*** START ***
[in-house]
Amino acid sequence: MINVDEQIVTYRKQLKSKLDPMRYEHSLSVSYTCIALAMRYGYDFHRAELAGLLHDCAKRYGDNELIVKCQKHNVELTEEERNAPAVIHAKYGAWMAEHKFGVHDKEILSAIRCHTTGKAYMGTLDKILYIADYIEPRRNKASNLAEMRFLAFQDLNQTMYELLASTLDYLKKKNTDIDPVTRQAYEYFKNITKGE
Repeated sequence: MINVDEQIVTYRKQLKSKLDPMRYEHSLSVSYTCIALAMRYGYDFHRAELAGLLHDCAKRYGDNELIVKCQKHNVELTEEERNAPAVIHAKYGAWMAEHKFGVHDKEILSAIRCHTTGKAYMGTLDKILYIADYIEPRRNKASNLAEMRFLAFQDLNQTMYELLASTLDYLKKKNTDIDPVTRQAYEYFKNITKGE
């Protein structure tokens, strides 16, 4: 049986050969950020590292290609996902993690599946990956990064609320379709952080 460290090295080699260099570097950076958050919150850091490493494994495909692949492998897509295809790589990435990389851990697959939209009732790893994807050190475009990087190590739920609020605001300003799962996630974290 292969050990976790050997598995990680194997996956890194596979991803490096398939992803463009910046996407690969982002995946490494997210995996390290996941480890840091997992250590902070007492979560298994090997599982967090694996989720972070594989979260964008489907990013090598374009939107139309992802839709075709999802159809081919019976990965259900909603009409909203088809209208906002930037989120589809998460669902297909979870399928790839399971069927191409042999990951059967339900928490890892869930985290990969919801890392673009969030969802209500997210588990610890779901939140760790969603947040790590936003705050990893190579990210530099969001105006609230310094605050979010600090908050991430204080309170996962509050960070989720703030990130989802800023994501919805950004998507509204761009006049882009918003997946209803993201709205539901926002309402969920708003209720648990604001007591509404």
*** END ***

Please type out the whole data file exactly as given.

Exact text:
[in-house]
Amino acid sequence: MINVDEQIVTYRKQLKSKLDPMRYEHSLSVSYTCIALAMRYGYDFHRAELAGLLHDCAKRYGDNELIVKCQKHNVELTEEERNAPAVIHAKYGAWMAEHKFGVHDKEILSAIRCHTTGKAYMGTLDKILYIADYIEPRRNKASNLAEMRFLAFQDLNQTMYELLASTLDYLKKKNTDIDPVTRQAYEYFKNITKGE
Repeated sequence: MINVDEQIVTYRKQLKSKLDPMRYEHSLSVSYTCIALAMRYGYDFHRAELAGLLHDCAKRYGDNELIVKCQKHNVELTEEERNAPAVIHAKYGAWMAEHKFGVHDKEILSAIRCHTTGKAYMGTLDKILYIADYIEPRRNKASNLAEMRFLAFQDLNQTMYELLASTLDYLKKKNTDIDPVTRQAYEYFKNITKGE
């Protein structure tokens, strides 16, 4: 049986050969950020590292290609996902993690599946990956990064609320379709952080 460290090295080699260099570097950076958050919150850091490493494994495909692949492998897509295809790589990435990389851990697959939209009732790893994807050190475009990087190590739920609020605001300003799962996630974290 292969050990976790050997598995990680194997996956890194596979991803490096398939992803463009910046996407690969982002995946490494997210995996390290996941480890840091997992250590902070007492979560298994090997599982967090694996989720972070594989979260964008489907990013090598374009939107139309992802839709075709999802159809081919019976990965259900909603009409909203088809209208906002930037989120589809998460669902297909979870399928790839399971069927191409042999990951059967339900928490890892869930985290990969919801890392673009969030969802209500997210588990610890779901939140760790969603947040790590936003705050990893190579990210530099969001105006609230310094605050979010600090908050991430204080309170996962509050960070989720703030990130989802800023994501919805950004998507509204761009006049882009918003997946209803993201709205539901926002309402969920708003209720648990604001007591509404």